Diagnosis of Hashimoto's Disease
The diagnosis of Hashimoto’s disease (or chronic lymphocytic thyroiditis) is achieved mainly through the physical examination of the person, the symptoms referred to in their appointment, and a blood test.
However, it’s possible that, in some cases, the doctor will request some complementary tests, especially if the person suffers from some other chronic pathology or the doctor suspects they may be.
Hashimoto’s disease is a form of chronic thyroiditis of autoimmune origin. This means that the immune system mistakenly attacks the thyroid gland and prevents it from properly producing thyroid hormones, which, in turn, affects the health of the entire body.
Not all people with thyroid disorders have symptoms, especially in the early stages. However, as you progress, you may start to notice several.
The symptoms of Hashimoto’s disease are diverse. However, when the person experiences persistent fatigue, for no apparent reason, dry skin, paleness and swelling of the face, intolerance to cold, unexplained weight gain, and constipation, then you should consult a doctor.
Although goiter is common in patients with Hashimoto’s disease, it isn’t present in all cases.
Palpating the neck at home to try to detect nodules or goiter (neck enlargement) is an appropriate preventive measure, according to the American Association of Clinical Endocrinologists. It’s especially helpful for people who have a history of endocrine disease or who are aware that they’re part of a risk group.
However, they clarify that by itself, the self-evaluation of the neck isn’t enough to diagnose Hashimoto’s disease or other disorders. Keep in mind that the margin of error for a self-assessment is wide. Sometimes what a person may believe to be a nodule may not be.
Ultimately, although self-evaluation is recommended as part of a preventive strategy, it isn’t a substitute for a complete check-up.
In the consultation, in addition to conducting an interview, the doctor will give the person a complete exam that will include a neck evaluation.
As explained in the MSD Manual, Hashimoto’s disease can be accompanied by other chronic disorders, such as diabetes, pernicious anemia, rheumatoid arthritis, lupus, and others.
For this reason, the doctor may require some thyroid function tests to find out if the symptoms that the person experiences are part of Hashimoto’s disease or another underlying disorder.
Depending on the concentration of the thyroid hormones, thyroxine (T4), triiodothyronine (T3), and the thyroid-stimulating hormone (TSH) the functioning of the thyroid gland can be determined. This concentration can be verified through a blood test.
Thyroid-stimulating hormone (TSH) test
To this day, the TSH test stands as the best screening test for thyroid disorders. It’s so effective that it allows detection even before the person begins to notice symptoms.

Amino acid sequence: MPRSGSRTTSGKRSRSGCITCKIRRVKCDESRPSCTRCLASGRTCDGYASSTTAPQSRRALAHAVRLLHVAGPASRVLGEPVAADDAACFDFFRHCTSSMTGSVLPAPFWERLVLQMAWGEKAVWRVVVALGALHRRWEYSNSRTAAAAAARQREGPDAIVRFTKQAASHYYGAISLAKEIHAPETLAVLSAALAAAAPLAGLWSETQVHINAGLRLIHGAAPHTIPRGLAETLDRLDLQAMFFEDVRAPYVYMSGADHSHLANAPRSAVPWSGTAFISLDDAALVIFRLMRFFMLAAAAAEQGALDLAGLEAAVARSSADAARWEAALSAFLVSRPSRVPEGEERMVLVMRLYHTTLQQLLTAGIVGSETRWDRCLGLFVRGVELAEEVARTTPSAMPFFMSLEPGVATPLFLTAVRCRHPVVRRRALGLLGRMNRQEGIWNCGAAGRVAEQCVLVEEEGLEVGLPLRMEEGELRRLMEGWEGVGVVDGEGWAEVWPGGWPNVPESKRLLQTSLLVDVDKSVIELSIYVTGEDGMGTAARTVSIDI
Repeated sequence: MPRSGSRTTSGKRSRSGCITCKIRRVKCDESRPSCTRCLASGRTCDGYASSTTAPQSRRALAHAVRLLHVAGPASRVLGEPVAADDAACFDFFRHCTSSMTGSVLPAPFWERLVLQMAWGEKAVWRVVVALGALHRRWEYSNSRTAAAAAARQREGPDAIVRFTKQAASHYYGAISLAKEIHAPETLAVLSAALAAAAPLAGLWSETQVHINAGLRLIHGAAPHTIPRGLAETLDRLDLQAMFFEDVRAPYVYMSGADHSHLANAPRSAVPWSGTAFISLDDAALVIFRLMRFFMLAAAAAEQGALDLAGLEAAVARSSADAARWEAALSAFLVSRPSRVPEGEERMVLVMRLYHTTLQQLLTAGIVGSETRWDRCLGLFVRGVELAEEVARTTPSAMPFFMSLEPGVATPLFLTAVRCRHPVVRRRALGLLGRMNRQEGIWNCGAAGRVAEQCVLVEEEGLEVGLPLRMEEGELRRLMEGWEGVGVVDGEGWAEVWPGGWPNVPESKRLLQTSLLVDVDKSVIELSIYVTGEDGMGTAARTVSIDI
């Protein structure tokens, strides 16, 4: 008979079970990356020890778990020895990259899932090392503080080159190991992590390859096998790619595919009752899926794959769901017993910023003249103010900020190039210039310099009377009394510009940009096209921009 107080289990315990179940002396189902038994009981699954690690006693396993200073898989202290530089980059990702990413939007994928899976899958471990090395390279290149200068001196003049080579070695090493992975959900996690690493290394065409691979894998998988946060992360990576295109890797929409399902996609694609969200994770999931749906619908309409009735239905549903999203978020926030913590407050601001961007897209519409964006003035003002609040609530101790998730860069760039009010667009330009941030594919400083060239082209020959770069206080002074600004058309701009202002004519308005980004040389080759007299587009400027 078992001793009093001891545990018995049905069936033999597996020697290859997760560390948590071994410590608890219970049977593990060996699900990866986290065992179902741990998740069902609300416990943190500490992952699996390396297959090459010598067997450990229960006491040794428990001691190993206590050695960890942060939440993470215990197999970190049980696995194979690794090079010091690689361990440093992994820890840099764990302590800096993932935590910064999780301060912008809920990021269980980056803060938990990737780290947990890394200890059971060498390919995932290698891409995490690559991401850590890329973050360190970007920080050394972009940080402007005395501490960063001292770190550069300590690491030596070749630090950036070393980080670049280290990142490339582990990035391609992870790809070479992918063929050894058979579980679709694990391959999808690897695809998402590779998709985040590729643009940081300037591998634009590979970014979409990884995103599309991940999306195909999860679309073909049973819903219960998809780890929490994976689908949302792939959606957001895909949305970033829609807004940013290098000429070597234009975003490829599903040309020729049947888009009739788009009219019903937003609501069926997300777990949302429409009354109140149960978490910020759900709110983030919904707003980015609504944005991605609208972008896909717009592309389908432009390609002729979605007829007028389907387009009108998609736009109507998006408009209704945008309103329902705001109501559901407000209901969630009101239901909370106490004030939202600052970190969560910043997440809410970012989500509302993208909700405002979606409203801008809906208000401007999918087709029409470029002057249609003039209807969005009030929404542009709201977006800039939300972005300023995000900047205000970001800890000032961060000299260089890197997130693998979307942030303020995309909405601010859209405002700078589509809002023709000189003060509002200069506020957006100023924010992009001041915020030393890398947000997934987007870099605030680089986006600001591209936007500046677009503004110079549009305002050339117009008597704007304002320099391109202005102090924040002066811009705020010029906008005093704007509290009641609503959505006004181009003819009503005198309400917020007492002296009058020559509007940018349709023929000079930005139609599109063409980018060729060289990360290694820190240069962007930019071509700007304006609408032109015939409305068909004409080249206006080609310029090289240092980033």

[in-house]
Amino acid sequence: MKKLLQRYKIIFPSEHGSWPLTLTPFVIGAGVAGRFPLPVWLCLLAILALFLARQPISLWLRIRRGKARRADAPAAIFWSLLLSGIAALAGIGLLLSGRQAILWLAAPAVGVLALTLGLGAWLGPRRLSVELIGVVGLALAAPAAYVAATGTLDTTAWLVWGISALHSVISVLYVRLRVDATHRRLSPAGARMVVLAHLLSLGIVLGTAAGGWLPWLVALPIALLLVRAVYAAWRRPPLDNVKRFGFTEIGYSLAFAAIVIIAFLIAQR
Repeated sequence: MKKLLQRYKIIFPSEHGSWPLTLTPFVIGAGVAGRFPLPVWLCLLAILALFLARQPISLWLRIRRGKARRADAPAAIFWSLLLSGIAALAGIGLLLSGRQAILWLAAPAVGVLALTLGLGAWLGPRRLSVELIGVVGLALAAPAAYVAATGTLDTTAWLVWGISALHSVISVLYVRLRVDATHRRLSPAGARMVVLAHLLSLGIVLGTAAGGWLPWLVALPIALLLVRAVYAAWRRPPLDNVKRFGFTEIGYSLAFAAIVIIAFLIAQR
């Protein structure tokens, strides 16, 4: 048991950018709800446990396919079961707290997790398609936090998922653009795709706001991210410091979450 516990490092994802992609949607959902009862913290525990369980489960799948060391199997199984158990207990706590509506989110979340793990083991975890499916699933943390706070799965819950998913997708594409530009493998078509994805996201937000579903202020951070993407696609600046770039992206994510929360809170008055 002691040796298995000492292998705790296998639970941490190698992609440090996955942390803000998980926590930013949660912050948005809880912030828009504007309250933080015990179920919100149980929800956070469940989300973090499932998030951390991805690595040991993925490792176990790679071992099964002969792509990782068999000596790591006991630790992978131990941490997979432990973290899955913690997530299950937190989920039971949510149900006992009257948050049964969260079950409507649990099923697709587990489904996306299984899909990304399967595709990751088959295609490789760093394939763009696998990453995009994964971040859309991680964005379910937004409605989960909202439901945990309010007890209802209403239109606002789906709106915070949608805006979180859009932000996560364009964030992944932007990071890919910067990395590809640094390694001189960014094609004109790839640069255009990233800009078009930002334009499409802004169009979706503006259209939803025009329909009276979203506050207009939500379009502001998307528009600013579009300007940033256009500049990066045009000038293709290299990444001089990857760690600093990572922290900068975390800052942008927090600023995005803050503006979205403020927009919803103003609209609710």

- Generally, TSH levels in the blood are high when the thyroid gland is underactive.
Free thyroxine test
The free thyroxine (free T4) test isn’t always prescribed to check the level of active thyroid hormone in the blood. Generally, a second TSH test is ordered.
- A person has primary hypothyroidism if they have high TSH and low free thyroxine.
- In contrast, if the person has high TSH but normal free thyroxine, then they may have subclinical hypothyroidism.
- Keep in mind that some patients may temporarily have high TSH levels due to other health problems.
Thyroid peroxidase antibodies
Experts indicate that, in order to determine the diagnosis of Hashimoto’s disease, the doctor will ask for a blood test to look for antibodies to thyroperoxidase (TPO), which are usually present in people with the disease.
If the doctor suspects that the person has the disease, but they don’t have any antibodies in the blood, the doctor will probably ask for an ultrasound of the thyroid. This is a useful test to assess the condition of the gland and also to rule out other causes of an enlarged thyroid, such as nodules.
What to expect from a diagnosis of Hashimoto’s disease?
Once the doctor has confirmed the diagnosis of Hashimoto’s disease, they’ll most likely prescribe regular treatment and monitoring. The first is usually scheduled after 6-8 weeks of treatment. All this is carried out to improve how the body has responded to treatment, and whether or not it’s necessary to adjust the dosage of drugs, etc.
Attending scheduled check-ups (generally every few months) will be very useful in keeping the disease under control and enjoying a good quality of life.It might interest you...